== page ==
Cupertino city council considers business tax increase for November ballot

- The Cupertino City Council will this evening consider placing an increased business tax on the November ballot to fund city projects, including a new City Hall, library renovations and transit studies. 

The city has presented four versions of the tax for companies with 100 or more employees, ranging from $150 per employee to $1,500 per employee. The tax would generate between $4 million and $32 million. The vast majority of that money would come from Apple, which is by far the area's largest employer. 

The business, not employees, would be responsible for paying the tax, according to the city. 

A city report shows that a majority of its businesses, 3,468 of 3,800, have less than 100 employees.

Though these small businesses would not incur the new tax, Cupertino Chamber of Commerce officials say it would target essential services like large grocery stores, restaurants and retailers.

The proposed business tax hike would affect 30 of the city's largest employers including Apple, Seagate Technology and Whole Foods.

Apple could have to pay tens of millions of dollars more to do business in Cupertino under the new 'employee tax.'

Andrew Walters, the President of the Cupertino Chamber of Commerce, is against the proposal. He calls the idea overly broad, rushed and one that doesn't adequately address the transportation problem.

"We're opposed enacting this on this go-round. Let's move it to the next election cycle," said Walters.

The chamber made stickers for opponents to wear at Tuesday night's meeting.

"There could be alternative solutions to the tax per se. By working with the business community, we actually might be able to come up with funding mechanisms that come from the state, federal government, as well as businesses," said Walters. 

Rick Kitson, spokesman for the chamber, said the business association's main concern is the city's speedy, six-week process for rolling out the "premature" proposal.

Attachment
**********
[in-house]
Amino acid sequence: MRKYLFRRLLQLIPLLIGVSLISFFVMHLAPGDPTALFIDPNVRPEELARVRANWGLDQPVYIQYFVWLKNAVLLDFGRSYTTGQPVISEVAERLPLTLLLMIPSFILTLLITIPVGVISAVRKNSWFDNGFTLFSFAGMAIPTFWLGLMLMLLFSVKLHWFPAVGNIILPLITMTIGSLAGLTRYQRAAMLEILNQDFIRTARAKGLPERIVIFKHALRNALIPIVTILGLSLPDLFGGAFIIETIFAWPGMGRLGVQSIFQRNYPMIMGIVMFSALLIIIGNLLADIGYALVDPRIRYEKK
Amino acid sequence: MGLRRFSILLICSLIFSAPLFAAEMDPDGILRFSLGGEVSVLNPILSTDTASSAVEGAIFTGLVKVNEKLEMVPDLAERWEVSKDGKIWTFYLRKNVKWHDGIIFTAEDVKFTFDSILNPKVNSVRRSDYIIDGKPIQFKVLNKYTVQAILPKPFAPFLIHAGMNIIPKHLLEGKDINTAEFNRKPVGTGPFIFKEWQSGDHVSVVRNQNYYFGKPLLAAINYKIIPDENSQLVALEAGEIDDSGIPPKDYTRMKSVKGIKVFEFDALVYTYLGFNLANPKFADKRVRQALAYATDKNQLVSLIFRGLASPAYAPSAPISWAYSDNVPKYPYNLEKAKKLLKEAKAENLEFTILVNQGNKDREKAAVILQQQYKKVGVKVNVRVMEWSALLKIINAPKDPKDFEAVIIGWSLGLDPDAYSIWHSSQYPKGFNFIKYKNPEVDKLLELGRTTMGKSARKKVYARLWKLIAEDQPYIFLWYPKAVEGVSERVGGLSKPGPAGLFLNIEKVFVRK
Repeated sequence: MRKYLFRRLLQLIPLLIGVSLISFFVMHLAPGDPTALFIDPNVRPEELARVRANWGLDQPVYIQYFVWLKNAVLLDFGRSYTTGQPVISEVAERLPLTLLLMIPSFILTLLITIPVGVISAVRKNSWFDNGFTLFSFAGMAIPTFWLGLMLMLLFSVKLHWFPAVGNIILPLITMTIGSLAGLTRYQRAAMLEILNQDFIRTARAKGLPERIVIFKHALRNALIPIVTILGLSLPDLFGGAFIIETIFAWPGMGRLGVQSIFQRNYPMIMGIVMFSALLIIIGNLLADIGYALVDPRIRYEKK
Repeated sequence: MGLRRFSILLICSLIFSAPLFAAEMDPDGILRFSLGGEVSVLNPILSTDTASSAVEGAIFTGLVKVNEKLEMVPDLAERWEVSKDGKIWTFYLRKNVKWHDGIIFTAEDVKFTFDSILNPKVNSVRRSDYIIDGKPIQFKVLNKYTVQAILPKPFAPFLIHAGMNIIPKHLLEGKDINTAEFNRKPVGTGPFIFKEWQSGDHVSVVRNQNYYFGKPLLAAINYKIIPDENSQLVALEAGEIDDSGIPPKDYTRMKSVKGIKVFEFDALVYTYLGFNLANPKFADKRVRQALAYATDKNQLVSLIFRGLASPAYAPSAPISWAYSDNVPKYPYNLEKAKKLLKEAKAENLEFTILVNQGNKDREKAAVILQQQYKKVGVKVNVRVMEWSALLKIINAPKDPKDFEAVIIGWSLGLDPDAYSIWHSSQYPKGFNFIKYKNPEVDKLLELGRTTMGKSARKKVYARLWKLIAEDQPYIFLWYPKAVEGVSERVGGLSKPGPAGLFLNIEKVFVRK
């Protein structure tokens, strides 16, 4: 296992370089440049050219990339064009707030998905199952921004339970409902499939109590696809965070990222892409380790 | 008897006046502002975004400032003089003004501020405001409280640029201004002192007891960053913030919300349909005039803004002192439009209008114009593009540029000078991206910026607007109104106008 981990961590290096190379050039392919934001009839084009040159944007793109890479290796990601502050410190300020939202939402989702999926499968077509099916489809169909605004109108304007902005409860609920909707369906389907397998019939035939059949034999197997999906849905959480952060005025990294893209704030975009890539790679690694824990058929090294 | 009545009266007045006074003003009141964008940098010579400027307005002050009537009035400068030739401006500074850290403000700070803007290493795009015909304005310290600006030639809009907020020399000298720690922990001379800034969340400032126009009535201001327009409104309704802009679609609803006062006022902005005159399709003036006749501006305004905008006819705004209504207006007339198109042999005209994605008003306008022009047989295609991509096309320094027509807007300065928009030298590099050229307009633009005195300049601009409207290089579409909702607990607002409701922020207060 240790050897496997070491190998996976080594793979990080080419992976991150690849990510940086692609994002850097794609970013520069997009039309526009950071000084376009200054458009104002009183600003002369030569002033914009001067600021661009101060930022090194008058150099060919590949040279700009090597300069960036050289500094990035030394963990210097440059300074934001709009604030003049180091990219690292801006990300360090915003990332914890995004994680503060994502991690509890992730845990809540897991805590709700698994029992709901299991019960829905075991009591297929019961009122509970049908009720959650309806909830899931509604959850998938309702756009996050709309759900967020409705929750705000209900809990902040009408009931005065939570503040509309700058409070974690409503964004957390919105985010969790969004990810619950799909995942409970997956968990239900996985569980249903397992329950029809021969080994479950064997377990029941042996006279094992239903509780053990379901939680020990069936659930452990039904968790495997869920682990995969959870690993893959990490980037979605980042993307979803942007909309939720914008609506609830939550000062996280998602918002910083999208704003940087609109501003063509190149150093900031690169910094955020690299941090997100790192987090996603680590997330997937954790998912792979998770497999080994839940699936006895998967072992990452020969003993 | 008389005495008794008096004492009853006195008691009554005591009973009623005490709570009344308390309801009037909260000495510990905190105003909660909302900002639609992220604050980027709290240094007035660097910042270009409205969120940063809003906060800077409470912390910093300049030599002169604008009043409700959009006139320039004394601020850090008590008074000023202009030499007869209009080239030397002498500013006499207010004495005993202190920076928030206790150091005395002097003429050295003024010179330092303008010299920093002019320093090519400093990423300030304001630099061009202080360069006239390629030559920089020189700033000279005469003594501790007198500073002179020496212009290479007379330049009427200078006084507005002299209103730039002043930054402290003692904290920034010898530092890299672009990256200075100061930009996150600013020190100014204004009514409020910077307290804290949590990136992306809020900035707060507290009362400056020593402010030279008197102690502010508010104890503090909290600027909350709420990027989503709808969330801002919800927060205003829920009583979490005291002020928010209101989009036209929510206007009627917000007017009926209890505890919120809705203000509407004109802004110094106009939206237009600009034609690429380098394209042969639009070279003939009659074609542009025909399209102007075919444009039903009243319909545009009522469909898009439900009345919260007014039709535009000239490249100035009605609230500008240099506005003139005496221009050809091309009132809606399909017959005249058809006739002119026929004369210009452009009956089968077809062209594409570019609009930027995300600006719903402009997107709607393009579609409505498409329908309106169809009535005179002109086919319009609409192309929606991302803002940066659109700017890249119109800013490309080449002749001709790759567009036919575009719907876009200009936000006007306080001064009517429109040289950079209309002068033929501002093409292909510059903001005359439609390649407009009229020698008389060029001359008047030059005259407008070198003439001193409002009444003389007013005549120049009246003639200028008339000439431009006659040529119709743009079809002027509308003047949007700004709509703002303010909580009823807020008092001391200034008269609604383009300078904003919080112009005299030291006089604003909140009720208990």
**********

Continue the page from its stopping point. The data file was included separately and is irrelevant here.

Kitson said a similar tax in Mountain View to improve transportation took six months of planning. Cupertino's tax plan currently includes eight different projects that could benefit from the funds. 

"It's something pretending to be a solution but actually provides no answers," Kitson said, adding that the chamber would support a tax plan that was paired with an "aggressive and meaningful" transit plan to ease the city's congestion. 

If the objective of the tax is unclear, Kitson said, "we're gonna get lost very quickly."

Cupertino City Councilman Barry Chang supports the idea.

"All I'm asking is they do their fair share," said Councilman Chang.

Chang points out Cupertino is home to 64,000 residents but says that number triples on work days with outside employees coming in.

Chang said the goal would be to have the money help with the area's traffic problem.

Apple did not respond to KTVU's request for a comment.

Councilman Chang said when he brought up the idea two years ago, he did hear from opponents including Apple. At this point, Apple is not lobbying against it, according to Chang. 

The council will review the tax proposal during a meeting at 6:45 p.m. in Cupertino Community Hall at 10350 Torre Ave.

KTVU staff contributed to this report.

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